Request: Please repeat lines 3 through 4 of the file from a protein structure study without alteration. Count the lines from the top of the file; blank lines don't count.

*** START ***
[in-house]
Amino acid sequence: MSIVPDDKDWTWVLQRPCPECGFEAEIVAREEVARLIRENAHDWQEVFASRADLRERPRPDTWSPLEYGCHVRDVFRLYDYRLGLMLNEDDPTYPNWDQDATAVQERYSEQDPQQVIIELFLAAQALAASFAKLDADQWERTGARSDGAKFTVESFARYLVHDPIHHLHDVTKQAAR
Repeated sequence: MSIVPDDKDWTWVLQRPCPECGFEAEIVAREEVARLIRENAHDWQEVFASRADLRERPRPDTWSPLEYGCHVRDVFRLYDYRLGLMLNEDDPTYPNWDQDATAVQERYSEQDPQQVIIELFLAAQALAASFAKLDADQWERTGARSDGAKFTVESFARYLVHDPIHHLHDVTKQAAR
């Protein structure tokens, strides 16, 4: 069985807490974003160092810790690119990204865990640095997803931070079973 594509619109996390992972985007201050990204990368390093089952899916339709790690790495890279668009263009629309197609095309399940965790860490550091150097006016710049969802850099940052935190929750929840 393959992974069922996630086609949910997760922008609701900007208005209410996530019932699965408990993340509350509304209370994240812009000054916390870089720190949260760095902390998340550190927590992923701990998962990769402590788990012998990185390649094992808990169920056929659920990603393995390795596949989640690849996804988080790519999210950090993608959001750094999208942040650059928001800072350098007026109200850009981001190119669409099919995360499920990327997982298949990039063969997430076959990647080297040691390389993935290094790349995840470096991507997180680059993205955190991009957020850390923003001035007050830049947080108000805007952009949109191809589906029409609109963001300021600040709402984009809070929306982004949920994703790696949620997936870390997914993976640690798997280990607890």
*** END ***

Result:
Repeated sequence: MSIVPDDKDWTWVLQRPCPECGFEAEIVAREEVARLIRENAHDWQEVFASRADLRERPRPDTWSPLEYGCHVRDVFRLYDYRLGLMLNEDDPTYPNWDQDATAVQERYSEQDPQQVIIELFLAAQALAASFAKLDADQWERTGARSDGAKFTVESFARYLVHDPIHHLHDVTKQAAR
């Protein structure tokens, strides 16, 4: 069985807490974003160092810790690119990204865990640095997803931070079973 594509619109996390992972985007201050990204990368390093089952899916339709790690790495890279668009263009629309197609095309399940965790860490550091150097006016710049969802850099940052935190929750929840 393959992974069922996630086609949910997760922008609701900007208005209410996530019932699965408990993340509350509304209370994240812009000054916390870089720190949260760095902390998340550190927590992923701990998962990769402590788990012998990185390649094992808990169920056929659920990603393995390795596949989640690849996804988080790519999210950090993608959001750094999208942040650059928001800072350098007026109200850009981001190119669409099919995360499920990327997982298949990039063969997430076959990647080297040691390389993935290094790349995840470096991507997180680059993205955190991009957020850390923003001035007050830049947080108000805007952009949109191809589906029409609109963001300021600040709402984009809070929306982004949920994703790696949620997936870390997914993976640690798997280990607890």